The Yellow Stripe · Bryan Davis Keith · Monday August 27, 2012
Two races, two championship battles, two sets of contenders racing hard with each other and two incidents, despite being nothing more than a product of short-track racing, that will go a long way towards deciding both the Nationwide and Cup Series championships. That is, assuming that both Elliott Sadler and Tony Stewart live up to their words.
Sadler remarked that after being bumped by Ricky Stenhouse Jr. from second to fifth in the closing laps that the door was now open for him to race however was necessary for the duration of the Nationwide Series season. Stewart chucked his helmet at the No. 17 car after getting into an on-track scuffle, and proceeded to throw his defense of the 2011 Cup title out the window by telling the media he was going to spend the rest of the season running over Matt Kenseth every time he gets the chance. (Between Kenseth being in Stewart’s crosshairs and Stenhouse taking over the No. 17 car next year, fabrication for the former “Killer Bees” is primed to become the most secure job in the garage.)
Here’s the rub, all that anger is not the product of malicious on-track activity. Nobody was wronged in either of the incidents that stirred the ire of Smoke and Sadler. Sure, Sadler lost a shot at the win, Stewart came precariously closer to falling out of the top 10 in points and being forced to back into the Chase in a wild card slot…but come on! Elliott Sadler had a shot at the win and wasn’t fast enough to drive away from the field or pass Joey Logano on the final restart of Friday’s Nationwide race. Tony Stewart was raced hard by Kenseth before the two tangled and slammed the inside retaining wall. No one forced him to stay in the gas in the narrow gap between the fence and Kenseth’s Ford. Like it or not, short-track racing is always going to be close quarters. Using the bumper and using space to crowd a fellow competitor comes with the territory.
That type of racing is why the Bristol Motor Speedway has 160,000 seats surrounding it. Racing series that have been neutered the over past decade—like the Nationwide Series by a deluge of points races over by early summer thanks to Cup interloping and the Cup ranks by the Chase—are why those seats haven’t been full for years.
While Bruton Smith’s second reconfiguration in six years of the Bristol bullring will likely garner credit for what appeared on camera to be a larger crowd and the most active Bristol night race that has been run since the advent of the Chase in 2004, the reconfiguration had nothing to do with it. Rather, it took the Nationwide Series nearly a decade to get back to having a big-time title fight on their hands. For the first time since 2003, there’s a legitimate four-horse race for the crown. It took the Cup field nearly a decade to treat the Bristol night race more like a race and less like a Chase appetizer (need proof? Matt Kenseth raced awfully darned hard for a man who’s made his reputation on consistency and composure).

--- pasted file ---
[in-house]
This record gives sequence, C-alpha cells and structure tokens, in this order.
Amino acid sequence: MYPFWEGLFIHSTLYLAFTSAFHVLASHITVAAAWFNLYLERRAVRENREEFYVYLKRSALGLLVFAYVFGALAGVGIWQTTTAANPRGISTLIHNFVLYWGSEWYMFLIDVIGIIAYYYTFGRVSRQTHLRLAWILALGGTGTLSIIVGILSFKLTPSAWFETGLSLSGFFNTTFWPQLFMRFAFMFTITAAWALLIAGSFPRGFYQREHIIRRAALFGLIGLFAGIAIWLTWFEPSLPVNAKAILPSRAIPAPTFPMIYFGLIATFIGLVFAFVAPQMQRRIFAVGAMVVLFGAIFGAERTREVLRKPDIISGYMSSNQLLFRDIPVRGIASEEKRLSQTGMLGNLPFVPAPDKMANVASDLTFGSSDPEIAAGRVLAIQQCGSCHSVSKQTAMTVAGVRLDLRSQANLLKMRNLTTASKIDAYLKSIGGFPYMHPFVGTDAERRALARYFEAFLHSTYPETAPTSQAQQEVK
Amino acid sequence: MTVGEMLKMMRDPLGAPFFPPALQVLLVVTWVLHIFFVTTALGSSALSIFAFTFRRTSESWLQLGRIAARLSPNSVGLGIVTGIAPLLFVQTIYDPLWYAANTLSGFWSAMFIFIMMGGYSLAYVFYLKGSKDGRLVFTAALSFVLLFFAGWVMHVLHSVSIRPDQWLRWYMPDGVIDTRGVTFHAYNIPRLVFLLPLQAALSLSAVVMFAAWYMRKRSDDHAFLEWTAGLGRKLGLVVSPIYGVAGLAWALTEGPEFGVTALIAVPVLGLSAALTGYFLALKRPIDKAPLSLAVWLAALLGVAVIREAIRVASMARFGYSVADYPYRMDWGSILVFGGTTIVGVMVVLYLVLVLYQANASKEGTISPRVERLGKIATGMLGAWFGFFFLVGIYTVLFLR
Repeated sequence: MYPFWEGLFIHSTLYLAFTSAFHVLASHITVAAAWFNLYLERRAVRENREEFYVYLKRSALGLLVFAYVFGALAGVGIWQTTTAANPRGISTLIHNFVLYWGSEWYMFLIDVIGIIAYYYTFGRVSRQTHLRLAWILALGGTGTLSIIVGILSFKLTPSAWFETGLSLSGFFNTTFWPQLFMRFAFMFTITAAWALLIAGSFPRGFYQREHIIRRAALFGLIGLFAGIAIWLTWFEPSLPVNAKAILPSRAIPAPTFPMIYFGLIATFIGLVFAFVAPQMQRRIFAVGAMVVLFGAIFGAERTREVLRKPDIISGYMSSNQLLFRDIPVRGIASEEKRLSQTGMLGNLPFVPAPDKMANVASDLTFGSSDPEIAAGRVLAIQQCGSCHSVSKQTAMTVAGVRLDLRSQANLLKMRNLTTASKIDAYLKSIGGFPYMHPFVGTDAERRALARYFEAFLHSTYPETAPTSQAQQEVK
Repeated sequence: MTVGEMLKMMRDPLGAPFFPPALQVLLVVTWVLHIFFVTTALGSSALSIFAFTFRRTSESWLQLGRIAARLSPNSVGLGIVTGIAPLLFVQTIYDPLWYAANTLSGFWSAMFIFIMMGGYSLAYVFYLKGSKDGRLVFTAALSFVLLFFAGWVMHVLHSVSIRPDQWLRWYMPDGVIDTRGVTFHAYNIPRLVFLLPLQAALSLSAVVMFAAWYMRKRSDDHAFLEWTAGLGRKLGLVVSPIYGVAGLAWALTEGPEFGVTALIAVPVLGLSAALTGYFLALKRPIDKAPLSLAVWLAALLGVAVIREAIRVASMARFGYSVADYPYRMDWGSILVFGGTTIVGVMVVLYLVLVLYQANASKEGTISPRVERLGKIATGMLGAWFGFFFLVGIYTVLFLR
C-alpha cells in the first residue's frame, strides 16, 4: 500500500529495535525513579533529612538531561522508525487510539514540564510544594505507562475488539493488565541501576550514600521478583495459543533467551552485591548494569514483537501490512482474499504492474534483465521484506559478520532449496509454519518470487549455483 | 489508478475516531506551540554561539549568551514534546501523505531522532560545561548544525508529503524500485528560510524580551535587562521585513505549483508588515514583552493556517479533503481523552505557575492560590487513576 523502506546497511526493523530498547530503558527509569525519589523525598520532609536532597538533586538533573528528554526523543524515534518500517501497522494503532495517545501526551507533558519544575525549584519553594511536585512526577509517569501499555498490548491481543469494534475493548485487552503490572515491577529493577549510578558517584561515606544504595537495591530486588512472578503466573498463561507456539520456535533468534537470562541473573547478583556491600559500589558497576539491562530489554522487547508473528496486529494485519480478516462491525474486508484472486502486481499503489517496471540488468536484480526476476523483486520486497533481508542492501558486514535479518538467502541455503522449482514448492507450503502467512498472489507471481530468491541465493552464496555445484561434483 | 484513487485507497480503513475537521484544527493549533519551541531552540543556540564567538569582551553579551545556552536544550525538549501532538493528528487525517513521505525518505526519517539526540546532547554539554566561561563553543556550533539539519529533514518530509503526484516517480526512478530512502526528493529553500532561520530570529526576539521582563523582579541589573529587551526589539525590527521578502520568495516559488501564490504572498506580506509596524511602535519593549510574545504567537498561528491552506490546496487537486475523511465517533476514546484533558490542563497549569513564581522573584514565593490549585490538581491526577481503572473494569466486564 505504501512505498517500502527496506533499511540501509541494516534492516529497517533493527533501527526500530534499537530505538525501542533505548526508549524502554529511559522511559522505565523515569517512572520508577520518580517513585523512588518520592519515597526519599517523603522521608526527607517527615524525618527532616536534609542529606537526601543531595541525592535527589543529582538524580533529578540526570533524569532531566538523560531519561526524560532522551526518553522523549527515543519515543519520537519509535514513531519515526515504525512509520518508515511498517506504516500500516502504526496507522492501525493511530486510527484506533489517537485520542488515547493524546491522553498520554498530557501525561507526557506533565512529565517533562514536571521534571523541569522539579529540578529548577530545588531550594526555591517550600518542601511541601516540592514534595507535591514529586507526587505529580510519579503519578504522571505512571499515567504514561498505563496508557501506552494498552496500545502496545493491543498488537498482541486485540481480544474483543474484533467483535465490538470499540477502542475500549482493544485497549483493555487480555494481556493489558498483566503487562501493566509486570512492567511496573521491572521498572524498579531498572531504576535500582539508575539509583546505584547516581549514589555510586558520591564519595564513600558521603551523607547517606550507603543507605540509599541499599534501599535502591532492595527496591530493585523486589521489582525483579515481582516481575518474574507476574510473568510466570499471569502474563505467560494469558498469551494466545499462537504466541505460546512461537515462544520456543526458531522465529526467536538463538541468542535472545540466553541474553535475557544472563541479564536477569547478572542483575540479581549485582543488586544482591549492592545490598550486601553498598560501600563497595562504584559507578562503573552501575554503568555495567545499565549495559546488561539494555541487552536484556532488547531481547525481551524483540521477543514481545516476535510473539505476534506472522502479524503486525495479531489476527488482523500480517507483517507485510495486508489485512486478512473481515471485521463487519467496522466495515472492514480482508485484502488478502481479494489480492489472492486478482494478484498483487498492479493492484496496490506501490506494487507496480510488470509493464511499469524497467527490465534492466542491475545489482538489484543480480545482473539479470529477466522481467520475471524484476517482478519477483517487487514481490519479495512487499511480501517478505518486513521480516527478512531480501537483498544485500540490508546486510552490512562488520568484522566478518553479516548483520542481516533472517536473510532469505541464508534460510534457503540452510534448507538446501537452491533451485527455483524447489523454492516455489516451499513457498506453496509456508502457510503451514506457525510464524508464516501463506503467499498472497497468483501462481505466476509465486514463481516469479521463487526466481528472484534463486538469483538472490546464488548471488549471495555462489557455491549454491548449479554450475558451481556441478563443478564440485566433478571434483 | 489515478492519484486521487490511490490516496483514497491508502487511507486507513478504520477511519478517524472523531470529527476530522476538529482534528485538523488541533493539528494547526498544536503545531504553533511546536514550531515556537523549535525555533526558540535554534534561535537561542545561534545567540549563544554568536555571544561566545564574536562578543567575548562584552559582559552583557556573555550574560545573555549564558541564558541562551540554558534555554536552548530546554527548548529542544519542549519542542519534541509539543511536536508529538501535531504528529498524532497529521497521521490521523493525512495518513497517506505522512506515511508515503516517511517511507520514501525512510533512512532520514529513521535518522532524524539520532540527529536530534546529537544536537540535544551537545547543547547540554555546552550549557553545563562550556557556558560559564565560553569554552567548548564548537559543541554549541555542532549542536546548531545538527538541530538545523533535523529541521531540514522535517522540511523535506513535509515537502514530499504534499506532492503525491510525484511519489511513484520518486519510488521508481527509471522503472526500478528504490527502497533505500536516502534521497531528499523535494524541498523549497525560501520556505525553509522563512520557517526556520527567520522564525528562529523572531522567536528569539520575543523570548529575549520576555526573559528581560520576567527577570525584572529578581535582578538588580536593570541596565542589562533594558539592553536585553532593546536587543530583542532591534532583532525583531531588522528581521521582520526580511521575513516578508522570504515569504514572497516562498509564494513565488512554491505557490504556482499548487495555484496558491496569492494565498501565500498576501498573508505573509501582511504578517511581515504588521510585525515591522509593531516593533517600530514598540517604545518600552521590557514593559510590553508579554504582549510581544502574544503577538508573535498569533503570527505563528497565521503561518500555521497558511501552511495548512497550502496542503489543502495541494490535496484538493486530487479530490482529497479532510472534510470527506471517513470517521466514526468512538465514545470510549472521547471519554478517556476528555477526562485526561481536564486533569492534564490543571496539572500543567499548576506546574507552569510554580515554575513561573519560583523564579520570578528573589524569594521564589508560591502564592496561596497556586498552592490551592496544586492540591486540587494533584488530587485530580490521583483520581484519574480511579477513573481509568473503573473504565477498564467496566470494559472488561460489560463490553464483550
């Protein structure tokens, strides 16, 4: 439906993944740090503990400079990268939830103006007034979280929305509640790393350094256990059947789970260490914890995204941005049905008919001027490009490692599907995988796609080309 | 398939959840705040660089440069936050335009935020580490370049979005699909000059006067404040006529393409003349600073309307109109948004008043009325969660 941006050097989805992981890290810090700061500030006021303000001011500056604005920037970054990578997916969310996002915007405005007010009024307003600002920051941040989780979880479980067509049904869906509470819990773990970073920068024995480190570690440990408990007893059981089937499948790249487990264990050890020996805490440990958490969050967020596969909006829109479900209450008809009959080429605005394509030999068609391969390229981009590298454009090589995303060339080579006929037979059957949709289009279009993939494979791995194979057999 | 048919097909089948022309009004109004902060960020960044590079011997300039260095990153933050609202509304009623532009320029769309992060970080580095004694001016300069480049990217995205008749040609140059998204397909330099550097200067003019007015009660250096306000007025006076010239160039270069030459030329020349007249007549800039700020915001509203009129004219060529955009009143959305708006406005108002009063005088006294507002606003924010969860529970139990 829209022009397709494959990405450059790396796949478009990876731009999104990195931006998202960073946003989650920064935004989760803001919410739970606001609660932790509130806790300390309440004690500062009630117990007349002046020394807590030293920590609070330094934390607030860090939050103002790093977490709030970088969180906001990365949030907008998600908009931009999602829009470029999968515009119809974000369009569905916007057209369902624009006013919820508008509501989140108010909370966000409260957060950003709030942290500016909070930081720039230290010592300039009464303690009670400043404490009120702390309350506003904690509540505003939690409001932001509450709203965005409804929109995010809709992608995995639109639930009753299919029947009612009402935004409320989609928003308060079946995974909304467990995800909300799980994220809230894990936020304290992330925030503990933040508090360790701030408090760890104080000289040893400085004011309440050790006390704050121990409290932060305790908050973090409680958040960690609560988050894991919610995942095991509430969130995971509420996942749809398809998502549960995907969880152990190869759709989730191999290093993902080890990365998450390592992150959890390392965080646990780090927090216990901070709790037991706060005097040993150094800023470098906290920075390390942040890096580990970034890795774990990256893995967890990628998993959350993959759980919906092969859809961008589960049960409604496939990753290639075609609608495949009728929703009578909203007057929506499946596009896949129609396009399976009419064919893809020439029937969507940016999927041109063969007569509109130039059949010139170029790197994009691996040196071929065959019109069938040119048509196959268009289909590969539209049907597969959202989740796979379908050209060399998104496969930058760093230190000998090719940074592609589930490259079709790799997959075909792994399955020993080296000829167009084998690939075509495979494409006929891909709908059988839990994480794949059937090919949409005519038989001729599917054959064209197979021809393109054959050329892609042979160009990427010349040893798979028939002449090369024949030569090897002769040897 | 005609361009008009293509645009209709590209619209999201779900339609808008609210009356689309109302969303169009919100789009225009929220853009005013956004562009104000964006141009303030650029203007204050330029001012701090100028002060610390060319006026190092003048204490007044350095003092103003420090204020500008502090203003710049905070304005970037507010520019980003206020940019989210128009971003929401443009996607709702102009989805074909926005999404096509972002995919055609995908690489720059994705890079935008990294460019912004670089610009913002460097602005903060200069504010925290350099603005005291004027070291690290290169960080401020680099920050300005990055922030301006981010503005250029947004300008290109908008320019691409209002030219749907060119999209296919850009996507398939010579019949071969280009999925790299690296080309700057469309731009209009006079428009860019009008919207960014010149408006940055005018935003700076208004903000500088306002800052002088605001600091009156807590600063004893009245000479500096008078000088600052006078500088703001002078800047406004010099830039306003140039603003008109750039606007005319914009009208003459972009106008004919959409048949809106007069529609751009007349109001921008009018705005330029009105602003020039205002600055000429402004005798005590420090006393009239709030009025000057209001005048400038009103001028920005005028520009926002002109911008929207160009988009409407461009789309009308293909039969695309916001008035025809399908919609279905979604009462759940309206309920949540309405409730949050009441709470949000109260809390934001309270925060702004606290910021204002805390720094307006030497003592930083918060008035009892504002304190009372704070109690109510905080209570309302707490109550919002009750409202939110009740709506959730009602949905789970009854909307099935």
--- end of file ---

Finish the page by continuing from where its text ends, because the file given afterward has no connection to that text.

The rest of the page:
Had the Sadler/Stewart incidents occurred and fans, media and fellow competitors alike been spared their apparent vows of retribution, NASCAR could sit back and celebrate one of the few universally positive weekends the sport has been fortunate enough to have in 2012. Instead, there’s a shadow looming over two very compelling storylines heading into the final stretch of the season for both the big guns of stock car racing and the development ranks below them.
Ricky Stenhouse Jr. has a real chance of becoming the first repeat winner of the Nationwide championship since Martin Truex Jr. did it in 2004 and 2005. Matt Kenseth is having one of his stronger campaigns since winning his only Cup back in 2003, and is a legitimate contender to win a Cup championship as a lame duck driver on his way out at Roush Fenway Racing. Now both of them have to look over their shoulders at two drivers irrationally upset over short-tracking.
There’s few quotes that are going to get more mileage than Brad Keselowski’s post-race remarks at Watkins Glen that he was thrilled to race with Marcos Ambrose because he was one of the few drivers out there that can race, trade paint…and not get so hot under the helmet that he’d end the other guy’s day. One can talk about track reconfigurations, narrow grooves on repaved ovals, kit race cars… However, there still is something else that can utterly derail stock car racing…90% of the drivers out there today aren’t capable of trading paint.
The bump-and-run has the Nationwide Series points leader vowing that the door is open to do whatever to one of his competitors. Hard racing has the defending Cup champion seemingly disavowing his team’s current struggles on-track and his unstable position in the points to promise revenge for the remainder of the season (not to mention saying to hell with the fact he chucked a thousand dollar piece of equipment and didn’t give a damn whether he got it back). The Chase doesn’t help, but this type of reality is why the Bristol night races have been essentially castrated for years.
Both Sadler and Stewart are teetering on desperation. It’s a desperation that most would kill for, but desperation nonetheless. Sadler is 2/3 of the way home to securing the elusive Nationwide title he hopes will catapult him back to Cup, but he’s also holding back a deeper field of contenders than has been seen in recent memory. Stewart is a lock to make the Chase, but between he and teammate Ryan Newman, Stewart-Haas Racing is ice cold with the playoffs looming. Desperate men get emotional, and emotions lead to unjustified grudges being held with destructive consequences.
That reality may well have Matt Kenseth and Ricky Stenhouse Jr. thinking twice the next time they dare show aggression on the track. How does that benefit the racing…or the fans?
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